She pointed out that AfCFTA, which is supposed to be a unified market for 1.3 billion people, is being rapidly depleted as a result of political instability and sanctions. “There must be peace for trade to thrive and leaders must find a way to resolve this peacefully, if not, African trade will be in trouble. It is not just Gabon or Niger that will be affected, the whole of Africa will be affected as well because nobody is going to a war-torn or unstable environment to do business. No genuine trader wants to put money where there is trouble, they would rather go to more stable areas to do business. What will now happen to traders in West Africa? Farmers in those places are going to lose a lot of money because people are more concerned with staying alive or moving away. Political instability doesn’t do anyone any good.”

She said trade negotiations may not be affected so much for now and doesn’t foresee any disruption but depends also on those doing the negotiations. “MSMEs and manufacturers are the major players in AfCFTA and not the government. International traders will simply look for other countries to trade with and avoid West Africa. We do not want anyone to be exempted but trade will continue no matter what. Trading is as old as time and will continue, just without us. No matter the sanctions handed out to the affected countries, people will still look for ways to circumvent the sanctions despite the risks.”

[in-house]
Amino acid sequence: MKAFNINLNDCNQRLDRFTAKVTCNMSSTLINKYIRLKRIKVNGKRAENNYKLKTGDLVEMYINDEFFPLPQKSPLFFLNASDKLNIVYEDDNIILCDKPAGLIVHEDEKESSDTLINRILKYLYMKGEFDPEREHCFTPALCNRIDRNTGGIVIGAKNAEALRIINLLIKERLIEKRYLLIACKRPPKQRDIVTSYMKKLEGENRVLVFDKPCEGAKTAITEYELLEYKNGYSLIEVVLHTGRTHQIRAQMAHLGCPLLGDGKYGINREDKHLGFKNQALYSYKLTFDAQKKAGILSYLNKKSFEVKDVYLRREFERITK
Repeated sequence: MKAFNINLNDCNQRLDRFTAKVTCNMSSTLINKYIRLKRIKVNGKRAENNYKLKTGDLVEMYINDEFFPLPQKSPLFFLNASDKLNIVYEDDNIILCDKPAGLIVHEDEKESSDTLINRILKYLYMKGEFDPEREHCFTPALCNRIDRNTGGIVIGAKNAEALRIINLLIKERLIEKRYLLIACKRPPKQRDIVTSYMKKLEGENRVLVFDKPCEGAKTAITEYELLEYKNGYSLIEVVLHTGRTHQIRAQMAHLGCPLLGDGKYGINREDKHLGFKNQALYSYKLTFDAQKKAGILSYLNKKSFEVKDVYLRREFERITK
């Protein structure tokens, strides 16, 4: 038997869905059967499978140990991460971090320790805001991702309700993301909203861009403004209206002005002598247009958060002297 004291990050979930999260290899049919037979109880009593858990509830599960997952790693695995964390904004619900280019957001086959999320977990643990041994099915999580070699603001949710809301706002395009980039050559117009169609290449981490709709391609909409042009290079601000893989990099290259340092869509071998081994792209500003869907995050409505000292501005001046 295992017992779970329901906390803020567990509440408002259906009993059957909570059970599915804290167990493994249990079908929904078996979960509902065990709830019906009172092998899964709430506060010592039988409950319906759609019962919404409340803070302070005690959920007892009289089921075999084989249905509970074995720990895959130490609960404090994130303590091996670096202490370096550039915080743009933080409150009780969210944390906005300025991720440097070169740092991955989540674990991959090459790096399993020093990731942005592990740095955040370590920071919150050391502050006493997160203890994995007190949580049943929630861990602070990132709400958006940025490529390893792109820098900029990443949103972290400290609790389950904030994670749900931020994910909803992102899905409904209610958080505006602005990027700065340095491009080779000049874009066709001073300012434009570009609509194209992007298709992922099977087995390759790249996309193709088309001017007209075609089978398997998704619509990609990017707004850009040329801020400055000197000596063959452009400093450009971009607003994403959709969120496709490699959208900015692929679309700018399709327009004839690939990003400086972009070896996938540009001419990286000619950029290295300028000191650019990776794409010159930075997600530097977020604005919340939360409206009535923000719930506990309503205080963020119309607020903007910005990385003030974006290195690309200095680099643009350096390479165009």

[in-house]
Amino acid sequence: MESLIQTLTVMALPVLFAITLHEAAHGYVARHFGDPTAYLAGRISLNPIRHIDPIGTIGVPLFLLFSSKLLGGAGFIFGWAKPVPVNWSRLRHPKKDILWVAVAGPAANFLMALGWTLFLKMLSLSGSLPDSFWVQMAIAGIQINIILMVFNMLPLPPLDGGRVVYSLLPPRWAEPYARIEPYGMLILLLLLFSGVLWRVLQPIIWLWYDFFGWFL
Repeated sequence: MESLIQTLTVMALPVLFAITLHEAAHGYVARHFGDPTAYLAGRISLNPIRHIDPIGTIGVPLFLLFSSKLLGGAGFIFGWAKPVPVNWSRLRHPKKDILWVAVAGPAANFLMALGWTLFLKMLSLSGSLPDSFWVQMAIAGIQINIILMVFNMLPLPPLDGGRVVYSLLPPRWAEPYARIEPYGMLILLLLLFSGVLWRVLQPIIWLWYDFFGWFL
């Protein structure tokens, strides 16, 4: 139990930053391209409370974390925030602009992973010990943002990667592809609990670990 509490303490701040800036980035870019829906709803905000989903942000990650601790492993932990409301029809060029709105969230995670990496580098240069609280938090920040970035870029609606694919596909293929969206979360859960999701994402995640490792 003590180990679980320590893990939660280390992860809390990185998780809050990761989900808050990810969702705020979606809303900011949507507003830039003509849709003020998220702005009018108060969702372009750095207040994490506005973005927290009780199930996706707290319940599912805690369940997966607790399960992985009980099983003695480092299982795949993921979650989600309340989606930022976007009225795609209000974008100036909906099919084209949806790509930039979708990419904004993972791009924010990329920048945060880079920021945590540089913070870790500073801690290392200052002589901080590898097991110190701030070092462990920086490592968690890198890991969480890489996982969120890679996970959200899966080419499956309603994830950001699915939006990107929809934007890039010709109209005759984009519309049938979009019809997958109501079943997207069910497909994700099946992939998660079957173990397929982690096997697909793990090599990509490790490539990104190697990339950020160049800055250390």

She said this will unfortunately increase the cost of trade significantly as traders look for ways around the sanctions to do business. “We wish these issues are not here with us but they are and we will continue to make do with the situation we have been dealt with as best as possible. We hope all parties will come to a peaceful resolution so that trade and business activities can continue uninterrupted,” she said.

Irabor-Oza opined that trade and commercial activities are key to any nation’s survival and can only flourish when borders and air spaces are open, not closed, as is now the case on the border between Niger and Nigeria, and Gabon. “The disruptions of trade flows due to military conflicts can lead to changes in economic structures of countries, to subsequent changes in trade policies, a waste of resources, and to the disruption of established trade patterns in regional and multilateral trade agreements. Trade liberalisation and deeper integration in the West African region are also being threatened. Even before the coup, 4.3 million people were dependent on international aid and 3.3 million were food insecure. Going forward, the successful implementation of AfCFTA will be dependent on the extent to which political stability and good governance can be guaranteed across the continent. The AU, ECOWAS, and other regional bodies must work together to address the underlying causes of political instability and promote democratic governance. Also, after the coups that have taken place so far, AfCFTA must go back to the drawing board and rethink sustainable trade policies so that no matter what happens shortly, trade policies and activities must remain unaffected to protect trade and businesses as well as business owners,” she concluded.